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Career Resources

How to Turn an Interview into a Conversation

Grace E Albinson


  • Research demonstrates that people who smile regularly appear to be more confident and that people assume those who smile more have positive personality traits.
  • Bring three stories highlighting your strengths.
  • Don’t be afraid to ask questions throughout the interview, especially if your interviewer raises a topic related to a question you plan to ask.
How to Turn an Interview into a Conversation
Xavier Lorenzo via Getty Images

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Are you stalling your job search because you’re dreading those stressful interviews? No need. Start framing your interviews as conversations; you’ll feel more confident and perform much better. Here’s how.

Be Present and Listen

There’s no substitute for genuine presence and listening. People can tell when you’re truly present, and they appreciate it. Being present just means paying attention to your interviewer. Rather than mentally drafting something to say while they’re talking, try to understand what they’re saying by asking questions and offering relevant comments. The more you listen, the better your answers will be, and the more conversation will flow.


I’m talking about a real, genuine smile that engages the muscles around your eyes. Cognitive science studies prove that smiling helps decrease stress and boost your mood and the mood of those around you. Good moods generally lead to good conversations.

Research also demonstrates that people who smile regularly appear to be more confident and that people assume those who smile more have positive personality traits.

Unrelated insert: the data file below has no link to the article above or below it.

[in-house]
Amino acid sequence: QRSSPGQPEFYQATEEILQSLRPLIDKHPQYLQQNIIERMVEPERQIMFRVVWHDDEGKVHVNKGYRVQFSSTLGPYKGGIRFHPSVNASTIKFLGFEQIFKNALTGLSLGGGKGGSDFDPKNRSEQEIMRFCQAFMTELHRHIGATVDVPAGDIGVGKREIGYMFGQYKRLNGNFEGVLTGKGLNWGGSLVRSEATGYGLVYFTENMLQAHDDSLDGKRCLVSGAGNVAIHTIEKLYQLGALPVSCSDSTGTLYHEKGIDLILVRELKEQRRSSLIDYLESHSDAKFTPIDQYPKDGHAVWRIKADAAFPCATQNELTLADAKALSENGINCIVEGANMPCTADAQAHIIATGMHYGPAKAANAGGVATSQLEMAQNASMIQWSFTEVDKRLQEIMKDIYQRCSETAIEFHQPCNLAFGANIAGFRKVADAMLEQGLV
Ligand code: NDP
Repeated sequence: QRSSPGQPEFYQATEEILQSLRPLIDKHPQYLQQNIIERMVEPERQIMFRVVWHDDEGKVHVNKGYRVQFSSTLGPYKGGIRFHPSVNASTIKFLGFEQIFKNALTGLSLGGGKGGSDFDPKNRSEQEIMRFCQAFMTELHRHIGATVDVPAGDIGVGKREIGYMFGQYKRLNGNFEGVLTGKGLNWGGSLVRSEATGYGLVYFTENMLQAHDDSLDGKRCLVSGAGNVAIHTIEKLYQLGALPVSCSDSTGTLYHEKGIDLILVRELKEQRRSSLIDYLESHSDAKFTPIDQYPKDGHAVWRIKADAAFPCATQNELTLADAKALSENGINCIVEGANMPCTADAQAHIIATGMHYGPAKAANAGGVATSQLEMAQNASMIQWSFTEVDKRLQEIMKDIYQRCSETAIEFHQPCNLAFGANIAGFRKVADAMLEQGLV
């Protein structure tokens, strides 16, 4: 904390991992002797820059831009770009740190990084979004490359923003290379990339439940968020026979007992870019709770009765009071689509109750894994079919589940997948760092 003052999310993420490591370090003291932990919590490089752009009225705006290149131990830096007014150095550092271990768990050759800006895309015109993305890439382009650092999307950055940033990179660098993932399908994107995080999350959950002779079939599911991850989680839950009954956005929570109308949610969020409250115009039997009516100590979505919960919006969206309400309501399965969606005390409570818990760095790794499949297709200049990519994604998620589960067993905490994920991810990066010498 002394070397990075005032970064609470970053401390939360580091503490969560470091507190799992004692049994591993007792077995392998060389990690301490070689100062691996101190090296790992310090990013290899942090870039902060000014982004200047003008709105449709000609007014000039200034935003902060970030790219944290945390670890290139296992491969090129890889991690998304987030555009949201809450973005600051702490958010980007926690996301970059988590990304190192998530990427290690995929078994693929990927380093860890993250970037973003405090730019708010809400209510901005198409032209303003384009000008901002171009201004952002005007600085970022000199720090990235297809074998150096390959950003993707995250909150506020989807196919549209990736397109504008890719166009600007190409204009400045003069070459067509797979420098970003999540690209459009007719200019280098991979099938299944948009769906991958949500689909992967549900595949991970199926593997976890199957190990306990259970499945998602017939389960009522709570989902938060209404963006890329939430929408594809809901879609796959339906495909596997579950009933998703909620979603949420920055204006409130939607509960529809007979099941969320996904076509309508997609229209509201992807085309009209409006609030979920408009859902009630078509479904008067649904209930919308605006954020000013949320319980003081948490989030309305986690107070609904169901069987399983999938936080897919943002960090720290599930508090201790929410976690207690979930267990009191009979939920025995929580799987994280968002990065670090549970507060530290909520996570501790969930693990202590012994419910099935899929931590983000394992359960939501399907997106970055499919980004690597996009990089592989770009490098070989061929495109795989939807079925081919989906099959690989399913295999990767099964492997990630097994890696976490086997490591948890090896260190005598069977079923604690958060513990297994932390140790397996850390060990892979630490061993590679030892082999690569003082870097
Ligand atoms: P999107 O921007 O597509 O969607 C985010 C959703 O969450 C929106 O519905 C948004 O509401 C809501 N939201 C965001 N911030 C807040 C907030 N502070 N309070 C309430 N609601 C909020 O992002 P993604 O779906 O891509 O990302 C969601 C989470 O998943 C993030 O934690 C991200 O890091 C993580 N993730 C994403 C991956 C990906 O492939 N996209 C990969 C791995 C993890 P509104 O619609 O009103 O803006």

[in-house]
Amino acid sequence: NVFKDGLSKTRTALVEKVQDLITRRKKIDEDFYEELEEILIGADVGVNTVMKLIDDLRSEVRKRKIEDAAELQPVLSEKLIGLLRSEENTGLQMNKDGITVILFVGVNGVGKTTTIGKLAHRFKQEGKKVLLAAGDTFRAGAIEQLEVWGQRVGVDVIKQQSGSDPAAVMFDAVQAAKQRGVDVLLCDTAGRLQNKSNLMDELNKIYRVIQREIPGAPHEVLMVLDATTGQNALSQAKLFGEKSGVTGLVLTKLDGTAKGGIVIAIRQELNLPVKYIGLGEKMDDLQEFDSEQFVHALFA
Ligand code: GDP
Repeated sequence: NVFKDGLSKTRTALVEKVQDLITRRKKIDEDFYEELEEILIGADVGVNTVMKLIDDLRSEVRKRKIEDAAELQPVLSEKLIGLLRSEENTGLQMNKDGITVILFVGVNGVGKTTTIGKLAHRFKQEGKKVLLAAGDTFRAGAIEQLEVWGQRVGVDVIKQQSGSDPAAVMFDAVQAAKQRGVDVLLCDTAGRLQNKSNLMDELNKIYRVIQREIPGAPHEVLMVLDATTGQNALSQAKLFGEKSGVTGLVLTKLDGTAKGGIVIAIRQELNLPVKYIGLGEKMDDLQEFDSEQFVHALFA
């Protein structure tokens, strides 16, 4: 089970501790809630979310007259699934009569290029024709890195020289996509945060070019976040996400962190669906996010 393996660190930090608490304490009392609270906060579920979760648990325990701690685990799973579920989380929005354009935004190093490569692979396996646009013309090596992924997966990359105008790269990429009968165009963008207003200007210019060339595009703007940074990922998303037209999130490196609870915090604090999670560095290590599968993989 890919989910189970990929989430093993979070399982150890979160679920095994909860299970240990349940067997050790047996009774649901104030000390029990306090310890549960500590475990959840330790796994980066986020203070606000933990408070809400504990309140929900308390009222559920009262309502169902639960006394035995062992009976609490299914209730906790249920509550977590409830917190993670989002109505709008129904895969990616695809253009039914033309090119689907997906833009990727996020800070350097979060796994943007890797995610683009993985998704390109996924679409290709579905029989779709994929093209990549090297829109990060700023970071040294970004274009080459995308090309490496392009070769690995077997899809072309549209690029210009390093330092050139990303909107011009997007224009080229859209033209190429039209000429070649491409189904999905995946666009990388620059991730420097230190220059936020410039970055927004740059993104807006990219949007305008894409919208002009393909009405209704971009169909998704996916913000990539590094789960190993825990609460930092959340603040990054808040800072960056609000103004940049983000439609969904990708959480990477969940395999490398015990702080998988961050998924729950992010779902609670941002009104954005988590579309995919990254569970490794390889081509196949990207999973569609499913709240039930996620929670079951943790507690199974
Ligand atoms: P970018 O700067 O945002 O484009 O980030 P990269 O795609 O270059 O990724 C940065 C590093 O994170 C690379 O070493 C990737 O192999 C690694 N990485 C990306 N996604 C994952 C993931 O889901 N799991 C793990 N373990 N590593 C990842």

Appropriate smiling times include when you first meet the interviewer after you mention something that excites you about the job, and after you talk about a past accomplishment.

Clean Up Your Mind

Your thoughts dictate how you show up. For instance, if you walk into an interview thinking, “I’m not good at interviews,” or “It’s difficult for me to hold conversations,” then you will create that result.

Instead, find thoughts that are more positive and that you can believe. For example, “My only job is to be present and show genuine interest in the interviewer and the job.” You’ll be amazed at how differently you perform while thinking such empowering thoughts.

Be Positive

Interviewers (just like everyone else) enjoy talking to people who are positive, optimistic, and excited. This energy will bolster conversation, and it can also influence hiring decisions.

Convey positivity by highlighting what excites you about the position or the firm, referencing valuable skills you’ve learned in previous roles, or talking enthusiastically about things you’re passionate about.

Do a Micro-Meditation Beforehand

A micro-meditation is simply a five-minute meditation where you close your eyes, try to let go of your thoughts, and concentrate solely on your breath.